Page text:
Whatever the season, the pure fresh air of the countryside invigorates us, inspires us, arouses us. Getting away, even for a day trip, refreshes our thoughts and attitudes. And finding a treasure trove of fresh, natural foods and locally crafted beverages, artisan jams and jellies, country-fresh eggs, that’s just the bonus that we take home to continue to renew our spirits.
Here are the Top Ten agri-tourism venues in Spotsylvania County, Virginia - most are within an hour or so of Washington, DC. Remember to pack your cooler so you can take home your locavore loot. It’s a good idea to call in advance, or check websites for open hours, as many of these places are working farms and dependent on the vagaries of weather conditions. You’ll also need to know what’s in season to plan your shopping.
If you’re planning on sampling adult beverages on your journey (is that even a question?), check out the Grapes and Grain Trail pass for savings on tastings, merch and more.
A. Smith Bowman Distillery
1 Bowman Dr., Fredericksburg, (540) 373-4555
Most people think all Bourbon comes from Kentucky, but tucked away in Spotsylvania is the family-owned A. Smith Bowman Distillery, home of two world-class bourbons and much more.
The Bowman family’s involvement in spirits dates back to before Prohibition when they distilled excess grain from the family’s abundant farm in Sunset Hills, VA. Their first post-Prohibition distillery was in Fairfax, and in 1988 they relocated production to Spotsylvania County.
Since your friends will argue with you, you should know: There are only five requirements to craft bourbon - Must be made in the US using a 51% corn mash. Must be aged in new (as opposed to seasoned) charred oak barrels and be between 80-125 proof before aging, and no artificial colors or flavors are permitted in the finished product.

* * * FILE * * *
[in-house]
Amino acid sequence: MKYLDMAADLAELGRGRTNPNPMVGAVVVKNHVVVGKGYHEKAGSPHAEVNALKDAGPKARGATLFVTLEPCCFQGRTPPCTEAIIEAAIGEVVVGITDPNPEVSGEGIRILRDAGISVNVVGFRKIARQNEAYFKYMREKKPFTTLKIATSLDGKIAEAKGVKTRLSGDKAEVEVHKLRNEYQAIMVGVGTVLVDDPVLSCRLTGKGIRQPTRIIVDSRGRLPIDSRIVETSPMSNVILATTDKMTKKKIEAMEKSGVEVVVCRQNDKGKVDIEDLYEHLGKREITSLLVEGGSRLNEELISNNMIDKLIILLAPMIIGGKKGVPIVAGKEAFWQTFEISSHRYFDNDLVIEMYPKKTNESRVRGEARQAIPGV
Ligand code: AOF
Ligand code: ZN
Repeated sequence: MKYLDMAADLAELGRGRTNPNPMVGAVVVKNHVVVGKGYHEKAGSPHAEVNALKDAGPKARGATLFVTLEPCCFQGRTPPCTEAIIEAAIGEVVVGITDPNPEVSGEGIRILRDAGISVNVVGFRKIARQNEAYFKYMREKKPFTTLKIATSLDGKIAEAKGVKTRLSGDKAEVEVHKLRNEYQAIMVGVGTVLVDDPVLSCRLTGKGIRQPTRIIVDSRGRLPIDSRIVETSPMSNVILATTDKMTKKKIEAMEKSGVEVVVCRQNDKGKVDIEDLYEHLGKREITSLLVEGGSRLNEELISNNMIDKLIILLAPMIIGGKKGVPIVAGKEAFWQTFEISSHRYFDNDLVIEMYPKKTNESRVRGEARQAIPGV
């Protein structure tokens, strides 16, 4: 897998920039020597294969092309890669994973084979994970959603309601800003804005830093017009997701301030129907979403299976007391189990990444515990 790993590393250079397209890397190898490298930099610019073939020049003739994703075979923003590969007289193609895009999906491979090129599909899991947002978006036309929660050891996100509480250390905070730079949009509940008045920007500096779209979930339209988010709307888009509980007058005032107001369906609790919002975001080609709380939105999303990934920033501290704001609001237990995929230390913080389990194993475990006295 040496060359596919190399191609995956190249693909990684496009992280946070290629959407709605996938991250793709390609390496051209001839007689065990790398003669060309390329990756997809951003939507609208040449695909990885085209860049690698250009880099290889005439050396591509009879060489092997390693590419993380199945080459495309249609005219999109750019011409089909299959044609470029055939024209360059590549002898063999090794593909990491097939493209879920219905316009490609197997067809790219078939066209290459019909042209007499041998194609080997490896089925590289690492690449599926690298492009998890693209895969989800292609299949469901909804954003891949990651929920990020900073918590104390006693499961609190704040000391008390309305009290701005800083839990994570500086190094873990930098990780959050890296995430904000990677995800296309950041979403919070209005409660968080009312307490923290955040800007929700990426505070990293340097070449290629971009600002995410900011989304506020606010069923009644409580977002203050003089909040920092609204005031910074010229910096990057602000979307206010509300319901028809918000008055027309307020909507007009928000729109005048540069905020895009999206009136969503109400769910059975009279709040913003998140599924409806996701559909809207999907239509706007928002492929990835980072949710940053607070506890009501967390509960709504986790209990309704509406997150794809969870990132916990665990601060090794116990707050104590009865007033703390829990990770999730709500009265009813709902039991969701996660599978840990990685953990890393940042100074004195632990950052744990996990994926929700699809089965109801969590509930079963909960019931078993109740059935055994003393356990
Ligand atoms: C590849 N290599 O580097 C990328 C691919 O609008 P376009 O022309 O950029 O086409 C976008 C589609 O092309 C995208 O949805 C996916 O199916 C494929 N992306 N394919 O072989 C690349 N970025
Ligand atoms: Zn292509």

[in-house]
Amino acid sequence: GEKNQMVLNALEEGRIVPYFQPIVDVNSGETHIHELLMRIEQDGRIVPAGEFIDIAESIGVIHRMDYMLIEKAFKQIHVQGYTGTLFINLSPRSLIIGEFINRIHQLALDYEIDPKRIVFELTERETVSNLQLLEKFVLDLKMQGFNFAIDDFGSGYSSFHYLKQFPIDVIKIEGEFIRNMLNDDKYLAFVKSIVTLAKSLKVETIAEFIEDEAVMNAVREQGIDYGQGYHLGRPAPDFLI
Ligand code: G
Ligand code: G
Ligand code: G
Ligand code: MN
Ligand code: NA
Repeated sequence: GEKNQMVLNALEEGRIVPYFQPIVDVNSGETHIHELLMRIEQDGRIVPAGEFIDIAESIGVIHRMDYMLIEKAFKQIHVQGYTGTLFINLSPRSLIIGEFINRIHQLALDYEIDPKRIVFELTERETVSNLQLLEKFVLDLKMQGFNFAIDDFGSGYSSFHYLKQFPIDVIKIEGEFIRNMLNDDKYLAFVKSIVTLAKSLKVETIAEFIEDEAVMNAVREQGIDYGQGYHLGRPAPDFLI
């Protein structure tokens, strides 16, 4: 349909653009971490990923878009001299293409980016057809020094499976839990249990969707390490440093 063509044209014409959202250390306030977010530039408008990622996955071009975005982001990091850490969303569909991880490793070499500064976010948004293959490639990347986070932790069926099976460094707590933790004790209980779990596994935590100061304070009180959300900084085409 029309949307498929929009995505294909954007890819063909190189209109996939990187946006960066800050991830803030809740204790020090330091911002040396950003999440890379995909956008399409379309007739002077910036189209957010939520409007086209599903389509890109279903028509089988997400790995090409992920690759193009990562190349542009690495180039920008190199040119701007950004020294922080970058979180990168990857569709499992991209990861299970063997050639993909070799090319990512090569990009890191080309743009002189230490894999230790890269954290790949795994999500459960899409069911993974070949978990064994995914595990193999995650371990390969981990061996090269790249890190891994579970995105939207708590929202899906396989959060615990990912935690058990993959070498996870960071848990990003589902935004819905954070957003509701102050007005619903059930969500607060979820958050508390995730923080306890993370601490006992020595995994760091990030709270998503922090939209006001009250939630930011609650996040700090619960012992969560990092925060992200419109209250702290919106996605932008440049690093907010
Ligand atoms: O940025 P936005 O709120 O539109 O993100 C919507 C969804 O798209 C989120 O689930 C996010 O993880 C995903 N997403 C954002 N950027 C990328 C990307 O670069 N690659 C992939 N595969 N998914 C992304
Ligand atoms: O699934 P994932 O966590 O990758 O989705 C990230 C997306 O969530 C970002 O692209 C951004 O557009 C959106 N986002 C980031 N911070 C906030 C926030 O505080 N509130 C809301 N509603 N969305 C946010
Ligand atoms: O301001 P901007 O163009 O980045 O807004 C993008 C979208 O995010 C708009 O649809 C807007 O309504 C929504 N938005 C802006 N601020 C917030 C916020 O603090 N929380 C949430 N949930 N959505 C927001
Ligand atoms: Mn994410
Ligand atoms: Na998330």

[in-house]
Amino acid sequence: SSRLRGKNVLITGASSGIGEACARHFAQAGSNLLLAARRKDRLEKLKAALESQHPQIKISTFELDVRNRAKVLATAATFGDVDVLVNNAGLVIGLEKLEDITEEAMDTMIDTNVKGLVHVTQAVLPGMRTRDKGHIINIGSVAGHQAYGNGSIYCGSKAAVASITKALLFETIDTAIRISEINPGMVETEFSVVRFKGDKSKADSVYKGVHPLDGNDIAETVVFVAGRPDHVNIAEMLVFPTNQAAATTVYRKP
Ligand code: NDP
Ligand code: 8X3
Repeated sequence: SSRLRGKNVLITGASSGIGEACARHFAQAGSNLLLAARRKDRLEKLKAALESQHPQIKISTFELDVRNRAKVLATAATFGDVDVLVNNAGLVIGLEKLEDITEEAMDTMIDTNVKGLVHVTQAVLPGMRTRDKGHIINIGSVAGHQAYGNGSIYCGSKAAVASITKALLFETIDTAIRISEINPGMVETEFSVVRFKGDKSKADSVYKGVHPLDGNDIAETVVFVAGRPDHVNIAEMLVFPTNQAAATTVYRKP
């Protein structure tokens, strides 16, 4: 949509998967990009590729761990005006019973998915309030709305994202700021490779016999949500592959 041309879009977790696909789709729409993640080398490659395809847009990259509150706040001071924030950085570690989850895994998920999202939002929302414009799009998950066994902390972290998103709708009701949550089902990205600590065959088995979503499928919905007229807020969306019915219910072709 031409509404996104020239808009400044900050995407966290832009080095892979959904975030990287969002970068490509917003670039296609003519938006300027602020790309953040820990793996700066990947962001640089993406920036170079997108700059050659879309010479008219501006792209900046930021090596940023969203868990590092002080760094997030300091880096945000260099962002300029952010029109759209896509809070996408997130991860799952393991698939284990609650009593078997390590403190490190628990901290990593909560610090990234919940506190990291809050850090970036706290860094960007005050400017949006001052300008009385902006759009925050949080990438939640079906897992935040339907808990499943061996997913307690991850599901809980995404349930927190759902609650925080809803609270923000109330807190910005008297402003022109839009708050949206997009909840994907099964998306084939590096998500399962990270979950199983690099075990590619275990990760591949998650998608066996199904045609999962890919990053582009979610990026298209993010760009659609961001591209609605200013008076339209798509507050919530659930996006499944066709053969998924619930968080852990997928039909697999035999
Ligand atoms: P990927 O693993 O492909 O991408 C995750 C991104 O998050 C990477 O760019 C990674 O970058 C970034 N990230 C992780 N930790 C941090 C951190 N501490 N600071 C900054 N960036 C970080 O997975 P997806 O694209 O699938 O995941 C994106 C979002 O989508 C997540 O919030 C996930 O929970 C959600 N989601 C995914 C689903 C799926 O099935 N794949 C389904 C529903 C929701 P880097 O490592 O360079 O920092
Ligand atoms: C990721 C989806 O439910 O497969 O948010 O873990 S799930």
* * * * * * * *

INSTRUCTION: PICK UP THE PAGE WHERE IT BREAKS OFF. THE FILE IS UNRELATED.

Bowman has twice been honored in the prestigious World Whiskies Award for “Best Bourbon” by its international panel of judges. Production also includes whiskey, rum, gin and vodka, and a caramel cream bourbon that will rock your world. Informative tours of the behind-the-scenes works and barrel room run hourly.
Two locations: 3300 Dill Smith Dr., Fredericksburg, (540) 371-7799 and 33 Perchwood Dr. Fredericksburg, (540) 242-8876
Join hop fanatics Tim Bornholtz and Stan Johnson on their quest for beer’s holy grail, “The Bacon Beer.” All kidding aside, these three guys, founders of the Stafford Brewers Club, have turned their passion into a very successful business.
Now with two locations, you’ll find crafts brews of all types - IPA, Pilsner, APA, Wheat, Hefeweizen, Stout, and more - with new creations released almost weekly. Seasonal and very-small-lot specialty offerings can include Second Ascent Double IPA, Bobsled Winter Ale, Pumpkin Patch Ale, or Go East Young Man Peanut Butter Banana Wheat.
5621 Plank Road, Fredericksburg, (703) 606-0141
This huge 645-acre farm on the Rappahannock River features family fun! In spring, roast s’mores as you watch fireworks, hang out with the Easter Bunny, decorate flower pots or get your kid’s face painted. Check website for list of activities on any given weekend.
Fall brings a Maise Maze and Pumpkin Patch, with associated Hay Rides, Fun Barn, Zippitydoo zipline, Olde Barnyard, Swine Speedway, Pumpkin Mountain Slide, Jumping Pillow, Barrel Train, Pedal Tractors, Little Farmers Corral, Straw Jump, Trike Track, Spider Web, Ball Zone, Colonel’s Corn Box, and Back 40 Games.
There is a market and bakery on-site, as well as The Red Rooster Grill for your dining pleasure. Think country fair with kettle corn and funnel cakes.
Botanical Bites & Provisions
4738 Massaponax Church Road, Fredericksburg, (540) 287-5734
The Robertson family purchased the land that has become Botanical Bites back in 1988 and thought they would retire here. Husband Thomas grew up on a farm in Amherst County, but was detoured by a 40-year medical career before becoming first a hobby farmer, now a thriving agricultural entrepreneur.
Ecologically sensitive, the farm uses no pesticides or herbicides and sells tomatoes, watermelons, squash, blueberries and other produce from May through September, and plants and flowers such as snapdragons, zinneas, and sunflowers. Organic honey is expected to arrive soon. Asparagus and artichokes can be had earlier in the year.